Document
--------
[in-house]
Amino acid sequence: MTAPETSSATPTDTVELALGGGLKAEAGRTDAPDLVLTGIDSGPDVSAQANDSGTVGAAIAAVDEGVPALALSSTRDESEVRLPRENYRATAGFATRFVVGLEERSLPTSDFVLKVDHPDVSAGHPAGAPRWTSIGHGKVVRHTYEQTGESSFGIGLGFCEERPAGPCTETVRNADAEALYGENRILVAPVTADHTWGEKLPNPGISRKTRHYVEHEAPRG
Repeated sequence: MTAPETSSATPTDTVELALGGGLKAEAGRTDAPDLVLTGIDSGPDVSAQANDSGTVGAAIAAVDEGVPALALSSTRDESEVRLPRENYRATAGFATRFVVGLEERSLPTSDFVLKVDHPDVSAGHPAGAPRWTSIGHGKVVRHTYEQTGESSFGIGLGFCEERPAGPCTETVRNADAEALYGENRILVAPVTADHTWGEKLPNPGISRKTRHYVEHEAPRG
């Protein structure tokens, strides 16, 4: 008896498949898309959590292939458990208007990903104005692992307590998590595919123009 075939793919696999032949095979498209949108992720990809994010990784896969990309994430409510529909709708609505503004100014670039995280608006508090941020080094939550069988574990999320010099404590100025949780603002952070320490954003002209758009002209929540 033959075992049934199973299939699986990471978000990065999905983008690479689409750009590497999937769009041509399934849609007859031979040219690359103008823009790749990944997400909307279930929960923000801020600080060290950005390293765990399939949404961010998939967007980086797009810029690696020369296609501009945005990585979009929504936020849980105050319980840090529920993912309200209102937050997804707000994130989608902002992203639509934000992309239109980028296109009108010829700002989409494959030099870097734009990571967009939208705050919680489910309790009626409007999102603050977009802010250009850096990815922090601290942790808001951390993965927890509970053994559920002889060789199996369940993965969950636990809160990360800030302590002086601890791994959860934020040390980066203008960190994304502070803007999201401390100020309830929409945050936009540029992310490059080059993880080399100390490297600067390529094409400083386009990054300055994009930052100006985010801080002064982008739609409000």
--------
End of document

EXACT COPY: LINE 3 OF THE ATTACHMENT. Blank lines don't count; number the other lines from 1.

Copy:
Repeated sequence: MTAPETSSATPTDTVELALGGGLKAEAGRTDAPDLVLTGIDSGPDVSAQANDSGTVGAAIAAVDEGVPALALSSTRDESEVRLPRENYRATAGFATRFVVGLEERSLPTSDFVLKVDHPDVSAGHPAGAPRWTSIGHGKVVRHTYEQTGESSFGIGLGFCEERPAGPCTETVRNADAEALYGENRILVAPVTADHTWGEKLPNPGISRKTRHYVEHEAPRG